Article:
The Swiss National Bank has revamped its most controversial banknote, with state-of-the-art security features and a theme of communication.
The new 1,000 franc ($1,000) note – which goes into circulation on March 13 – shows a handshake and Switzerland’s parliament.
Switzerland’s highest-denomination bill has raised eyebrows among the likes of former U.S. Treasury Secretary Larry Summers, who argue big banknotes aid illegal enterprise.
The unveiling of the new note also comes just weeks after the European Central Bank stopped the issuance of its top denomination 500-euro ($566) note in a crack down on crime. Yet the SNB says its big bills regularly get used for commonplace payments.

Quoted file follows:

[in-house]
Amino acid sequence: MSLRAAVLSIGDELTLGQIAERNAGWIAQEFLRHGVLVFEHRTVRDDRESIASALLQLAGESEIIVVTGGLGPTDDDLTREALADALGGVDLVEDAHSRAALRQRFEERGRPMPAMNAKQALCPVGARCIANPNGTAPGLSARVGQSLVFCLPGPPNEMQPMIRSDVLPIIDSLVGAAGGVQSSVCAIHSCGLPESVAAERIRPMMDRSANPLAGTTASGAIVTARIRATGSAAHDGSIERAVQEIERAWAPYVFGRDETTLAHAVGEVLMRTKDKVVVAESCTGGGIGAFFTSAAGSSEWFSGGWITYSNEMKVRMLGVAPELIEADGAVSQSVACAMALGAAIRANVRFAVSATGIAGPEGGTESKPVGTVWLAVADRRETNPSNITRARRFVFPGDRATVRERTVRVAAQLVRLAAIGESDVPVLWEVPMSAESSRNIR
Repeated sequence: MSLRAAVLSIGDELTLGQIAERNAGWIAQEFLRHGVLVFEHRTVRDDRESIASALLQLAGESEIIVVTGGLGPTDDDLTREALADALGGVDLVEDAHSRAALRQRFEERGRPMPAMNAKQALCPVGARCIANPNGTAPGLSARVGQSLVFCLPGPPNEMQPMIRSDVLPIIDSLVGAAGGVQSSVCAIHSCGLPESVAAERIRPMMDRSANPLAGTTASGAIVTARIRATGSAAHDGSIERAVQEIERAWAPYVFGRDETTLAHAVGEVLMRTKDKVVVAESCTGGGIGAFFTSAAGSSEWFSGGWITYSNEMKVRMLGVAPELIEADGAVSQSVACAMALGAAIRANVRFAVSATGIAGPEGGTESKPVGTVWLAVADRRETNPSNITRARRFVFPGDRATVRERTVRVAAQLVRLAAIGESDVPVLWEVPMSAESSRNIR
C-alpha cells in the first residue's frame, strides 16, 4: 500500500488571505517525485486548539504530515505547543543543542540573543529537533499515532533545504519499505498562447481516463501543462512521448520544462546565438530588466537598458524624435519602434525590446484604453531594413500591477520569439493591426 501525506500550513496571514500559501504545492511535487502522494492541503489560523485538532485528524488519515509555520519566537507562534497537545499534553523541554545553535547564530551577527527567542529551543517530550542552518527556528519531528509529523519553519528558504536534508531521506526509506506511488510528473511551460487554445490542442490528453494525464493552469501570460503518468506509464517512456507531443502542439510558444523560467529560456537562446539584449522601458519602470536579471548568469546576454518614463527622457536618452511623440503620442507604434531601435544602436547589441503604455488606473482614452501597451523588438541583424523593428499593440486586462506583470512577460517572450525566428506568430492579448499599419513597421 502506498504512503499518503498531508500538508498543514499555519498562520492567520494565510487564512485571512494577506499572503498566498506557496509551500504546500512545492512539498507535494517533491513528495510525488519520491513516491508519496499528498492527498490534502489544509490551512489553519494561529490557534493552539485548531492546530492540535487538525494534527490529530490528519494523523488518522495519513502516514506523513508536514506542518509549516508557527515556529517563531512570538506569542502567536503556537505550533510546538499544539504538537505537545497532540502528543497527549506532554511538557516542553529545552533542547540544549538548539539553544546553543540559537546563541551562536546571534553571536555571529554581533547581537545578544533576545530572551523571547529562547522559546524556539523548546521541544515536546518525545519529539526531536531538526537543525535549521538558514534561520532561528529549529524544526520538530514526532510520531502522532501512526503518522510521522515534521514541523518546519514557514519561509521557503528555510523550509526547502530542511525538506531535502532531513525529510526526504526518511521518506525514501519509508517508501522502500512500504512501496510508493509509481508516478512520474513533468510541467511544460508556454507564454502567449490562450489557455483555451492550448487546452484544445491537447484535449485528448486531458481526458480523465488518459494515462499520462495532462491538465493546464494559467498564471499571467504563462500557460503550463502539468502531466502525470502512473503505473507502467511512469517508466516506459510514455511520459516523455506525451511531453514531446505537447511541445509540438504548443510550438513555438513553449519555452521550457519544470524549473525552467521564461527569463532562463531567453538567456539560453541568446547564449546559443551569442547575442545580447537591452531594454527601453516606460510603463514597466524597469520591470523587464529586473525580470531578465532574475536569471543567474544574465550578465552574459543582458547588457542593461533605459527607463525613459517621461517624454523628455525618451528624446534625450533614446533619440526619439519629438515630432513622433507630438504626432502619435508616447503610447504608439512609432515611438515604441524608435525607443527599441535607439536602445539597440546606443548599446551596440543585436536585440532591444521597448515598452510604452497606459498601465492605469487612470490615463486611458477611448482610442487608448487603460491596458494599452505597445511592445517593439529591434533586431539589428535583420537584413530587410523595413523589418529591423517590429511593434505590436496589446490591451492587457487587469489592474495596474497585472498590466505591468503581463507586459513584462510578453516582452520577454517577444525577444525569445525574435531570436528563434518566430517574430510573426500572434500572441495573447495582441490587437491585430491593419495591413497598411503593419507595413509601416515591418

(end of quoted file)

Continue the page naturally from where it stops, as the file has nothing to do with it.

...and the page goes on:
— Swiss National Bank (@SNB_BNS_en) March 5, 2019
“There’s no indication that these risks are larger,” for high denomination notes, SNB Vice President Fritz Zurbruegg said at a press conference in Zurich on Tuesday. “In Switzerland the 1,000 franc banknote is used as a means of payments.”
Here are some facts about Switzerland’s banknotes and its citizens’ love of cash.
While in countries like Sweden, where bank branches have stopped handling cash and even church parishes have begun taking donations via mobile app, in Switzerland cash is still popular, with the amount in circulation actually increasing.
Switzerland’s banknotes are produced by Zurich-based printer Orell Fuessli, which is celebrating its 500th anniversary this year. Issuance of bills with a face value of 1,000 francs started with the SNB’s fourth banknote series in 1938.
A questionnaire conducted in 2017 found cash is still frequently used, despite the advent of apps and other electronic, for settling both large and small bills.
About 40% of those surveyed said they’d held a 1,000 franc note in the last one or two years. For 200 franc bills, the figure rose to more than 60%.